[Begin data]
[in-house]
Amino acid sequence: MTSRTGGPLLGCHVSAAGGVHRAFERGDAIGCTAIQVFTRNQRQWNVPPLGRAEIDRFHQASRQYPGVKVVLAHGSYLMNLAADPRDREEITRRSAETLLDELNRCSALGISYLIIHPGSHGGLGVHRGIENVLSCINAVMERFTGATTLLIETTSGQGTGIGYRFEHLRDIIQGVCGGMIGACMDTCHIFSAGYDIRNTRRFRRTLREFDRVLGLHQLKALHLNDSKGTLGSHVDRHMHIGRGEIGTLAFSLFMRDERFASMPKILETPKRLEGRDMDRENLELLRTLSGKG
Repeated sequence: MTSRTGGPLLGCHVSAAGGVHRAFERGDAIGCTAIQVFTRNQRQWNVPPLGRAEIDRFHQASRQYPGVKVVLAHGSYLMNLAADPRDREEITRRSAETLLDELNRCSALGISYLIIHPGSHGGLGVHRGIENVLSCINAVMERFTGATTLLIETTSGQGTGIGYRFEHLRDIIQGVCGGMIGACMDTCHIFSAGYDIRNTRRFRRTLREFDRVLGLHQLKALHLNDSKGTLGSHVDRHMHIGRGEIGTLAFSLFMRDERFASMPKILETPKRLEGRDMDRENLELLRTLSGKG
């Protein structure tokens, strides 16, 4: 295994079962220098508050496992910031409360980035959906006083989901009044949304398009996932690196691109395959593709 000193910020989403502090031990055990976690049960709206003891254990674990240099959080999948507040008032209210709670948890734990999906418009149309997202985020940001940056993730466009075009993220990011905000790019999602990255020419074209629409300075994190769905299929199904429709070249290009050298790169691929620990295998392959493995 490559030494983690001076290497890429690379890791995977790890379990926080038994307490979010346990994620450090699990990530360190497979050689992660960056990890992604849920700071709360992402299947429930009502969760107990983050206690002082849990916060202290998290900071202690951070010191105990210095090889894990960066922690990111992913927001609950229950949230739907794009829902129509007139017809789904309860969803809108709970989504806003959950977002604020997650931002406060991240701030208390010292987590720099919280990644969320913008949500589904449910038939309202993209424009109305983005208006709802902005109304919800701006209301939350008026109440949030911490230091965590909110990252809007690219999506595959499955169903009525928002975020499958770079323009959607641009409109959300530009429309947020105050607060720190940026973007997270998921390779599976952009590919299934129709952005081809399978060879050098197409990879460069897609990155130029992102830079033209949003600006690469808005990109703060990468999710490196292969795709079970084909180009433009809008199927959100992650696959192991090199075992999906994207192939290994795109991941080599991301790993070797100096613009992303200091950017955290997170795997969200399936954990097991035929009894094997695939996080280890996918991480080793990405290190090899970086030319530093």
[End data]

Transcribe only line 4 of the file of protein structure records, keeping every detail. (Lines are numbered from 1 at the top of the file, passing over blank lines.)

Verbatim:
């Protein structure tokens, strides 16, 4: 295994079962220098508050496992910031409360980035959906006083989901009044949304398009996932690196691109395959593709 000193910020989403502090031990055990976690049960709206003891254990674990240099959080999948507040008032209210709670948890734990999906418009149309997202985020940001940056993730466009075009993220990011905000790019999602990255020419074209629409300075994190769905299929199904429709070249290009050298790169691929620990295998392959493995 490559030494983690001076290497890429690379890791995977790890379990926080038994307490979010346990994620450090699990990530360190497979050689992660960056990890992604849920700071709360992402299947429930009502969760107990983050206690002082849990916060202290998290900071202690951070010191105990210095090889894990960066922690990111992913927001609950229950949230739907794009829902129509007139017809789904309860969803809108709970989504806003959950977002604020997650931002406060991240701030208390010292987590720099919280990644969320913008949500589904449910038939309202993209424009109305983005208006709802902005109304919800701006209301939350008026109440949030911490230091965590909110990252809007690219999506595959499955169903009525928002975020499958770079323009959607641009409109959300530009429309947020105050607060720190940026973007997270998921390779599976952009590919299934129709952005081809399978060879050098197409990879460069897609990155130029992102830079033209949003600006690469808005990109703060990468999710490196292969795709079970084909180009433009809008199927959100992650696959192991090199075992999906994207192939290994795109991941080599991301790993070797100096613009992303200091950017955290997170795997969200399936954990097991035929009894094997695939996080280890996918991480080793990405290190090899970086030319530093």